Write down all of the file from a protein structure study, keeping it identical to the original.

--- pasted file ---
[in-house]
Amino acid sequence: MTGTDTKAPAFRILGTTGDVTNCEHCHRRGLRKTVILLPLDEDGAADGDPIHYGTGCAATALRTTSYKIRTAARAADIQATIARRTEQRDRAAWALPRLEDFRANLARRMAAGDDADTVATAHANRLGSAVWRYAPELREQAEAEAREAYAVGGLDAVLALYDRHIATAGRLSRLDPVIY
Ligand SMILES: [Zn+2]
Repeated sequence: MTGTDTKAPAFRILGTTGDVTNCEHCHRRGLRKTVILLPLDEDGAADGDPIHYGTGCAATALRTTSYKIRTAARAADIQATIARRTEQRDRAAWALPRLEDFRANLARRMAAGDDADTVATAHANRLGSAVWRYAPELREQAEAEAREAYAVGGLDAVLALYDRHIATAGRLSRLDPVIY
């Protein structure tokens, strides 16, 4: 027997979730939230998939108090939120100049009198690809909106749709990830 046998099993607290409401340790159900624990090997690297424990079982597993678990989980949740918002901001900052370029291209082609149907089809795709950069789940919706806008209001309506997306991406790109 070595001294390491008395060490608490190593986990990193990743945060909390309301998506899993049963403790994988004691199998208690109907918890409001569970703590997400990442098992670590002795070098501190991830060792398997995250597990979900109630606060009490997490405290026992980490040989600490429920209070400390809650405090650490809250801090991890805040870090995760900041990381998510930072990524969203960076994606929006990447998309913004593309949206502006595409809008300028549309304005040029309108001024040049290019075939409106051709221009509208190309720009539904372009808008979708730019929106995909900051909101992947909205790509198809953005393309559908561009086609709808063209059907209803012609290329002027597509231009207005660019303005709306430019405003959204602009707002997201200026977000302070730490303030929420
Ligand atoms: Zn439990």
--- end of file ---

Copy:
[in-house]
Amino acid sequence: MTGTDTKAPAFRILGTTGDVTNCEHCHRRGLRKTVILLPLDEDGAADGDPIHYGTGCAATALRTTSYKIRTAARAADIQATIARRTEQRDRAAWALPRLEDFRANLARRMAAGDDADTVATAHANRLGSAVWRYAPELREQAEAEAREAYAVGGLDAVLALYDRHIATAGRLSRLDPVIY
Ligand SMILES: [Zn+2]
Repeated sequence: MTGTDTKAPAFRILGTTGDVTNCEHCHRRGLRKTVILLPLDEDGAADGDPIHYGTGCAATALRTTSYKIRTAARAADIQATIARRTEQRDRAAWALPRLEDFRANLARRMAAGDDADTVATAHANRLGSAVWRYAPELREQAEAEAREAYAVGGLDAVLALYDRHIATAGRLSRLDPVIY
């Protein structure tokens, strides 16, 4: 027997979730939230998939108090939120100049009198690809909106749709990830 046998099993607290409401340790159900624990090997690297424990079982597993678990989980949740918002901001900052370029291209082609149907089809795709950069789940919706806008209001309506997306991406790109 070595001294390491008395060490608490190593986990990193990743945060909390309301998506899993049963403790994988004691199998208690109907918890409001569970703590997400990442098992670590002795070098501190991830060792398997995250597990979900109630606060009490997490405290026992980490040989600490429920209070400390809650405090650490809250801090991890805040870090995760900041990381998510930072990524969203960076994606929006990447998309913004593309949206502006595409809008300028549309304005040029309108001024040049290019075939409106051709221009509208190309720009539904372009808008979708730019929106995909900051909101992947909205790509198809953005393309559908561009086609709808063209059907209803012609290329002027597509231009207005660019303005709306430019405003959204602009707002997201200026977000302070730490303030929420
Ligand atoms: Zn439990």